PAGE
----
Friday, January 13, 2006

The Candle

A poem to ponder perhaps when we light our candles before the Lord this week...

By Derek Liebenberg

They say the light from a single candle
Can be seen for miles through the gloom
Of a black forgotten night.
They say that the heat from even one small candle
Can save the life of a stranded motorist
Held fast in the icy grip of a blizzard.


That one so obsolete in an age of microchips and halogen lamps
Should possess the power
To give hope
To give life.
That the fragile flicker of a flimsy wick
Shines forth with a redemptive power
So much greater than the sum
Of its string and wax.


A billion candles blazing out
Defying the deathly darkness
Undaunted by their own frailty.
Myriads of tiny flames
Gathered in a city on a hill.

Glowing in a symphony of light
A beacon
Beckoning to the weary traveller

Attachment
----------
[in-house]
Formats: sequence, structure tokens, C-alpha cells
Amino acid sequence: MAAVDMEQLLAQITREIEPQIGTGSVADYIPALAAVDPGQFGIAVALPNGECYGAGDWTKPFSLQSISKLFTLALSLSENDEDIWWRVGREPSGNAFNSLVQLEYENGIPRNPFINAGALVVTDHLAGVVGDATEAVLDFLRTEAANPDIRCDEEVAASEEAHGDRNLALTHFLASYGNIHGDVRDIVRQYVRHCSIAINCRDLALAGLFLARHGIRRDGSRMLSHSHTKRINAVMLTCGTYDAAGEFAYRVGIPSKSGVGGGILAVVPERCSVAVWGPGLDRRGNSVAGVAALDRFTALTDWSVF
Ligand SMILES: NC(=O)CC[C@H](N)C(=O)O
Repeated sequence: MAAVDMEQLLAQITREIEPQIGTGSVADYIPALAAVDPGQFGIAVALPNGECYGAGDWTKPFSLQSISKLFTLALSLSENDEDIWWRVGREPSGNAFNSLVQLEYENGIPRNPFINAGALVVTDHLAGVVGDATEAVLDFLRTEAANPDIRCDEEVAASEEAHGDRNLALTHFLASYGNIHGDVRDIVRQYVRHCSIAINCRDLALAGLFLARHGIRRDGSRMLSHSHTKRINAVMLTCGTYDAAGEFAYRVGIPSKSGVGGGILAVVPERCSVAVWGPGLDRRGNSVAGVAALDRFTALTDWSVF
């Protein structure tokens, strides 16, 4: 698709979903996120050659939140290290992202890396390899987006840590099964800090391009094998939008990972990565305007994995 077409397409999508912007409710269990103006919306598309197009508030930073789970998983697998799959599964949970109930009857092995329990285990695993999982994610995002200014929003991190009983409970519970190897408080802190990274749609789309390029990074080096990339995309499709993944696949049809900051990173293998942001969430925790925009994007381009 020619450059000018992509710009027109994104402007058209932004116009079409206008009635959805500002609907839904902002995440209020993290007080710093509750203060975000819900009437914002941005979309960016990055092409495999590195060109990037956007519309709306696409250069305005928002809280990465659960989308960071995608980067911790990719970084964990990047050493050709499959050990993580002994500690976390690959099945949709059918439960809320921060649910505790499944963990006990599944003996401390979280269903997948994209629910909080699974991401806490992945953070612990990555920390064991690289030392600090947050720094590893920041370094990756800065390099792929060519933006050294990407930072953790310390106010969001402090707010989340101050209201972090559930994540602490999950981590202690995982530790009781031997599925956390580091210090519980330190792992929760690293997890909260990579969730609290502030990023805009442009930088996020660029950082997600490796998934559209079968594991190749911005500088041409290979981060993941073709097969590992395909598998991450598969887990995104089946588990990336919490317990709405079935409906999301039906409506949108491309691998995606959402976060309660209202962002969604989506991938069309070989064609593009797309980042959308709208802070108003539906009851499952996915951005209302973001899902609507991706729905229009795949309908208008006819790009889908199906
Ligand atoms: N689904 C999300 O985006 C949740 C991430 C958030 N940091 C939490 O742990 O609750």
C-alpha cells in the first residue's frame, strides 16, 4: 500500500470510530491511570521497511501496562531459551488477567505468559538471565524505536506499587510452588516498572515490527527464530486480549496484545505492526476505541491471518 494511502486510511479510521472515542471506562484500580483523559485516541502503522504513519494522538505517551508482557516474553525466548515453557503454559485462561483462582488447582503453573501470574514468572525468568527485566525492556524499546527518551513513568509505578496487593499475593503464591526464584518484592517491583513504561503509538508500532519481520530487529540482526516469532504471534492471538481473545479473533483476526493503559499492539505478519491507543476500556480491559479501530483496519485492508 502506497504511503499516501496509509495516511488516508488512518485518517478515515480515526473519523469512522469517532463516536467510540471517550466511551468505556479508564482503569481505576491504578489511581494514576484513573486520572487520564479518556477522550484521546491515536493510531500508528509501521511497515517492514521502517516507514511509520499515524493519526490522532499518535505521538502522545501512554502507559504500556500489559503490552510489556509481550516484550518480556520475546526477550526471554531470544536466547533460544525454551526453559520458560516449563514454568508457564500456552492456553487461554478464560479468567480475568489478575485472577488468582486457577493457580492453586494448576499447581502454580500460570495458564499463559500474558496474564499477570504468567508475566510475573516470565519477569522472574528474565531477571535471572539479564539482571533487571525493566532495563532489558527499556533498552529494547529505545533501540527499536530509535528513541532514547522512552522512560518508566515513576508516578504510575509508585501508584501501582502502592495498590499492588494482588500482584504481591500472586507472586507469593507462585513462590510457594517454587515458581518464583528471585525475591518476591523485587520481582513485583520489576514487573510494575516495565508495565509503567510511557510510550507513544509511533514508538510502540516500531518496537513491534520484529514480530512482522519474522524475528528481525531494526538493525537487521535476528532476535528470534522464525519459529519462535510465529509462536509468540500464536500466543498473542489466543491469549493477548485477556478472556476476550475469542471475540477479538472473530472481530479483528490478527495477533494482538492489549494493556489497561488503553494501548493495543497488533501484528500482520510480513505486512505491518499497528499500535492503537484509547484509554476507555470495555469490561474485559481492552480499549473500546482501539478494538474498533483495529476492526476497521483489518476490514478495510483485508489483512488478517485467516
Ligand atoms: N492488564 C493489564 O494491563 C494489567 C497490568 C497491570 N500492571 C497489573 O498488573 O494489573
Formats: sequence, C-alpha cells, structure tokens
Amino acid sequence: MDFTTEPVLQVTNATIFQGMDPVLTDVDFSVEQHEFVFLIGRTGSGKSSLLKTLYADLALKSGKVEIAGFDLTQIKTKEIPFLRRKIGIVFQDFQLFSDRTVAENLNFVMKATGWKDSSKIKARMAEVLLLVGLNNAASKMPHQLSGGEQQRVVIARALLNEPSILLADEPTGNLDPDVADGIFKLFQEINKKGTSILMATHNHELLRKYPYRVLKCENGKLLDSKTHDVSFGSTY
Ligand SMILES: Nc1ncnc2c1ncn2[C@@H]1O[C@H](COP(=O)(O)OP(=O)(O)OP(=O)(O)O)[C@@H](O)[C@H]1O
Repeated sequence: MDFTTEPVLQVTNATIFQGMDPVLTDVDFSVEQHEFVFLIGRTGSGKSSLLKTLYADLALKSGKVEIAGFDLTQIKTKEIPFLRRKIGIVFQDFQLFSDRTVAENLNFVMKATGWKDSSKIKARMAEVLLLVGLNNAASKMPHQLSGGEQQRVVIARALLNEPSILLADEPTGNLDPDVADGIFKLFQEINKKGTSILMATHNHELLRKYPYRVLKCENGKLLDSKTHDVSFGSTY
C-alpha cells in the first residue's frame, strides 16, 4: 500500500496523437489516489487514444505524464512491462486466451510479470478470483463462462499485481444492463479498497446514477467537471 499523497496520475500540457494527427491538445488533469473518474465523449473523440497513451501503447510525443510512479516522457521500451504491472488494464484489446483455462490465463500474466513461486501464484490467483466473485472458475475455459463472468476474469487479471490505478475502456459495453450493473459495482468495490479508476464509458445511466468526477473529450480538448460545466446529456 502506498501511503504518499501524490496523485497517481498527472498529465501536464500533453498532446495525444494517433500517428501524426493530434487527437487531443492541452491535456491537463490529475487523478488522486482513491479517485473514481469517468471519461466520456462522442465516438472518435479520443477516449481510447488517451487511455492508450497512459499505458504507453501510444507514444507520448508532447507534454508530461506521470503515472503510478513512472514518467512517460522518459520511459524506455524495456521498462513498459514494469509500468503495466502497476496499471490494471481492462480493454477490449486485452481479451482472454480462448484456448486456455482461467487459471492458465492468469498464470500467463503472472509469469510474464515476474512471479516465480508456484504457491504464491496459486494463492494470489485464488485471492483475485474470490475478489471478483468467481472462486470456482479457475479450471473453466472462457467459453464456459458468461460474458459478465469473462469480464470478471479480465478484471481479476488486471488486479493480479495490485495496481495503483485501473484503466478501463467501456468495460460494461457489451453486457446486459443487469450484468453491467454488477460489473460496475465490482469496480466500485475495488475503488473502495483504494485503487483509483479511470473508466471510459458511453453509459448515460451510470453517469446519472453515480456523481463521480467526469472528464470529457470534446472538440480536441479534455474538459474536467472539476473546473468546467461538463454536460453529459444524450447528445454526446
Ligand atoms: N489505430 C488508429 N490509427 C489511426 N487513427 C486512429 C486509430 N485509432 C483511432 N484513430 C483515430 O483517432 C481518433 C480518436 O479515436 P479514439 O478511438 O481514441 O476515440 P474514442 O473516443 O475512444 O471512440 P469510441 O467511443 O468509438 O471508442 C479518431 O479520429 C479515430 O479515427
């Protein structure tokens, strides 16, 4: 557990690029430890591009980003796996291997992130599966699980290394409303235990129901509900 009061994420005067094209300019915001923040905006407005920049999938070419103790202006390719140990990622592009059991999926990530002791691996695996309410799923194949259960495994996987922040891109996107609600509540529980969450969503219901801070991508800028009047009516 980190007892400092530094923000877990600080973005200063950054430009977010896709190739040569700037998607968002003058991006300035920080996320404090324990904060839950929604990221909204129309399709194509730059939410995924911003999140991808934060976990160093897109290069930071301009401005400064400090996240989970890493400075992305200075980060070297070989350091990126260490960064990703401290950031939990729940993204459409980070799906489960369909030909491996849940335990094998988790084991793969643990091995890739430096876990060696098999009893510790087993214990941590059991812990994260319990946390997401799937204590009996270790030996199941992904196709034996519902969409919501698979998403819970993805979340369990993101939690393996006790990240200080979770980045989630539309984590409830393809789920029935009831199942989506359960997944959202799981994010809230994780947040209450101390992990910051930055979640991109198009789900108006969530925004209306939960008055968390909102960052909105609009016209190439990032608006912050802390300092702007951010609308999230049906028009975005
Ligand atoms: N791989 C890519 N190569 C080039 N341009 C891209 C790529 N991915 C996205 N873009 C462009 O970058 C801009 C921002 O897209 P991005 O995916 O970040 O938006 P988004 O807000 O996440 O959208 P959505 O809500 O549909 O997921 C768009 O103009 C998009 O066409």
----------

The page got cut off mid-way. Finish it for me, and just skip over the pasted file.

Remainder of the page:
Bursting through the black
To fall upon the eyes of those
Whose lives are engulfed
By the grim chill of the night.


Grant that the mysterious
Tongue of fire
Shall never become dull or simply peter out.
Ignite hearts yet unlit.
May our fires unite
A burning reflection of your glory
To a generation of unseeing eyes.
Teach us to pass on the flame
To those who follow.
Make us truly
The light of the world.


Matthew Francis said...

A question... does the expression "peter out" have anything to do with the Apostle Peter's denial of knowing Christ? (the rooster story).

Simply Victoria said...

So much greater than the sum
Of its string and wax.

I love that line.

Peter T Chattaway said...

Hmmm, Merriam-Webster says "origin unknown" for the use of "peter" as a verb., The Phrase Finder and World Wide Words all indicate that the phrase probably -- but by no means definitely -- goes back to 19th-century miners, who used the phrase to indicate when the saltpetre they were mining began to run out.

Matthew Francis said...

Thanks Peter.... I guess you have a vested interest in this question!